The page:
Phone scammers target newcomers to Canada, pretending to be immigration officials

A Toronto woman almost became the victim of an elaborate scam targeting newcomers to the country after she received a phone from someone purporting to be from Citizenship and Immigration Canada demanding payment for a fine of $2,500. She's worried Syrian refugees could also be targets.

Georgina Perez is worried fraudsters will focus on Syrian refugees as they arrive

Georgina Perez almost became the victim of a phone scam, which targets newcomers to Canada. (CBC News)

A Toronto woman almost became the victim of an elaborate scam targeting newcomers after she received a phone call Thursday from someone purporting to be from Citizenship and Immigration Canada demanding payment of a $2,500 fine.

Georgina Perez told CBC News the caller said she had failed to file some paperwork with the Mexican consulate and that she had to pay a penalty. 

"This guy kept saying, 'You have to make a decision, you have to make a decision,'" she said. "For the first 40 minutes I thought it was legit and I was scared."

If she didn't pay the fine immediately, Perez said the caller told her she would have to go court and potentially face deportation.

The Toronto woman was completely confused by the call, having lived in Canada since 2002.

Perez checked the call display screen and saw that it identified the caller as Citizenship and Immigration Canada (CIC). The caller gave her his badge number and offered to let Perez talk to a supervisor, she said.

Targeting immigrants

While this was happening, Perez used her cellphone to call CIC and was told that all her paperwork was in order.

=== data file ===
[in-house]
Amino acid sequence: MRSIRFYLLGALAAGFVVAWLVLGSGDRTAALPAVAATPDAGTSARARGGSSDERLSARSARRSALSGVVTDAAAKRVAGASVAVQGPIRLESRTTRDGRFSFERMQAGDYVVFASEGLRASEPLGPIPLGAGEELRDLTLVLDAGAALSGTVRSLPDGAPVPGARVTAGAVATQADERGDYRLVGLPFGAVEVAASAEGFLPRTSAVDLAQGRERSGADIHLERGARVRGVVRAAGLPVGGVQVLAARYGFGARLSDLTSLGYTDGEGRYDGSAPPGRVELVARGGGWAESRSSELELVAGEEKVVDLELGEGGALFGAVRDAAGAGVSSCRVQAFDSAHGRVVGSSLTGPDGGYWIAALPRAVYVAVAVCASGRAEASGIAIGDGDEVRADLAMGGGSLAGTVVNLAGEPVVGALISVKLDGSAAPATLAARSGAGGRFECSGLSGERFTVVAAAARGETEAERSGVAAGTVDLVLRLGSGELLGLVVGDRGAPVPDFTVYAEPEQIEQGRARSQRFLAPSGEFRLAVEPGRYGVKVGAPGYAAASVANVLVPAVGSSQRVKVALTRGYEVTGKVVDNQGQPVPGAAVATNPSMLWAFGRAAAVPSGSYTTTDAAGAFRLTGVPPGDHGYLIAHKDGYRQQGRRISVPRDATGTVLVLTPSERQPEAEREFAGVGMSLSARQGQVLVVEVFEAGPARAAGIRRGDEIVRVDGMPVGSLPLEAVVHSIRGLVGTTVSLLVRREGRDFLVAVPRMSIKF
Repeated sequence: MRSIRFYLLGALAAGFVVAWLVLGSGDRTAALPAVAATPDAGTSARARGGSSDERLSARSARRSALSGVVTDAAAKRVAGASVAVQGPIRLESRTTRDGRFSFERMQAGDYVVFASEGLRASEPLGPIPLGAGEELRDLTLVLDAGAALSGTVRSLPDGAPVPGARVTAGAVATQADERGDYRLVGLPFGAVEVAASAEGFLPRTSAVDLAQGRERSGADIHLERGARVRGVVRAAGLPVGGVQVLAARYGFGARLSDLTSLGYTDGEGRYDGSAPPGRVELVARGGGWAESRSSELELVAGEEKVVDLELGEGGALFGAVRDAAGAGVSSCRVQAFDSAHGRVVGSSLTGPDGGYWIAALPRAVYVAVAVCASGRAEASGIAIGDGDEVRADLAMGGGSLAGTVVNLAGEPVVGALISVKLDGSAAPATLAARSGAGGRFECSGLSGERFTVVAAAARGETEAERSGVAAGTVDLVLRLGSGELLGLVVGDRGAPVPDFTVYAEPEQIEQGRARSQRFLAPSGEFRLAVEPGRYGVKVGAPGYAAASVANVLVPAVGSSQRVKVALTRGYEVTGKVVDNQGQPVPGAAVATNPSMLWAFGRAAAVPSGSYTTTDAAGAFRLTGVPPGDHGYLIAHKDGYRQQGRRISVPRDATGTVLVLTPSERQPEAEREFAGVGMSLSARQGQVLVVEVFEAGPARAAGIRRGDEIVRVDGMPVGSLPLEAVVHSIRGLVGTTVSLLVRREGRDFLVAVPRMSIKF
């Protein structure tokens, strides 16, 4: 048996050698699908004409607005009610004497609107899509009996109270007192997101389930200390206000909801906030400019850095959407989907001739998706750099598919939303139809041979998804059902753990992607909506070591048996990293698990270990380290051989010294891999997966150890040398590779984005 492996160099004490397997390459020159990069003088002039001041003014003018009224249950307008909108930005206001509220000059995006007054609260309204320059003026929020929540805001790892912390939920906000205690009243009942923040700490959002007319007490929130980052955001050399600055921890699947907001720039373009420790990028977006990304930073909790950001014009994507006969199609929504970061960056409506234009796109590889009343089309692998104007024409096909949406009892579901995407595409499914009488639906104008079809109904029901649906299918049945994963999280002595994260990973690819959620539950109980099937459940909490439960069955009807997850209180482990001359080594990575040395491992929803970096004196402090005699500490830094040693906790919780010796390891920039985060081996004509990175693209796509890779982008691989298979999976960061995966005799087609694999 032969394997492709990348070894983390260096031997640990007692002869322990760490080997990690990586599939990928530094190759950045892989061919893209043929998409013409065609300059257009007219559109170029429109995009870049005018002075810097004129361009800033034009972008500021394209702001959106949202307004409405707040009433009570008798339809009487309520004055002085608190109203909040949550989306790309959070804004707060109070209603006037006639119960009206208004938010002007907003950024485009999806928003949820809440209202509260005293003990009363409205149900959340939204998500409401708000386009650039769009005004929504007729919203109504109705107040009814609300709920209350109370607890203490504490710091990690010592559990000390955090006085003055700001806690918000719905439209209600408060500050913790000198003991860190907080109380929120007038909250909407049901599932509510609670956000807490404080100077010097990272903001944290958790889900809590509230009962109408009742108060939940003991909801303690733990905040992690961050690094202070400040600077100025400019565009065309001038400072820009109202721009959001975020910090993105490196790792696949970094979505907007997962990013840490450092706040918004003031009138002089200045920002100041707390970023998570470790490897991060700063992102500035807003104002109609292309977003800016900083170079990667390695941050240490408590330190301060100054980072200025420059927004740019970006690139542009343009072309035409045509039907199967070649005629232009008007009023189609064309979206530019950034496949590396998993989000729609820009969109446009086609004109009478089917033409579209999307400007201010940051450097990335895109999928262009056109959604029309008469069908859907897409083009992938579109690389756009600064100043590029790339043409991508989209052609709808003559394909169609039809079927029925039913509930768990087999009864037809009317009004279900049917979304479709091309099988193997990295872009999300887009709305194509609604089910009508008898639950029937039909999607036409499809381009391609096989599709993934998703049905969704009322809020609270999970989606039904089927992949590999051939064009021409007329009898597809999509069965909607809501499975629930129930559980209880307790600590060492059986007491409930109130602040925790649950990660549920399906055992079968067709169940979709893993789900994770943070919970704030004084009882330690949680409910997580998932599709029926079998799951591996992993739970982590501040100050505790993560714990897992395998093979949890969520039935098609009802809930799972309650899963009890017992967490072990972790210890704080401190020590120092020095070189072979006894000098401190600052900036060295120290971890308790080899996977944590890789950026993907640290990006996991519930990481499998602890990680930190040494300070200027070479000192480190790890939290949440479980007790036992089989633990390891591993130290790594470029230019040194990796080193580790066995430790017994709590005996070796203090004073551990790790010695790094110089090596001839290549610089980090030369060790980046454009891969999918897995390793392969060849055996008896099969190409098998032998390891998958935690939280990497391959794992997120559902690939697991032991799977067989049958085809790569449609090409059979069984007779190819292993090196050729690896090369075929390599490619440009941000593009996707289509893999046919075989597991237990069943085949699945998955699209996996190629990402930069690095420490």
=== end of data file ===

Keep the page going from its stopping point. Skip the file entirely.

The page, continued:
The department has issued several public service alerts this year telling new immigrants to be wary of these types of calls.

Toronto Police said they receive complaints every day about similar scams, usually involving a fraudster posing as a government employee. The calls carry a false sense of authority and are specifically targeting immigrants, Const. Victor Kwong said.

"These groups will actually go through Canada411 or phone books looking for ethnic last names on the off chance that when they call [someone] they actually are in the immigration system," he said.

Concern for refugees

But staff at CIC would never accept fine payments over the phone by pre-paid credit cards or private money transfers, a spokesman told CBC News.

Perez said she wanted people to know about the scam, especially given the influx of Syrian refugees arriving now and in the coming weeks.

"If there was somebody who doesn't understand English very well or someone who's been here for less time, for sure if they were close to a deportation they will do anything."

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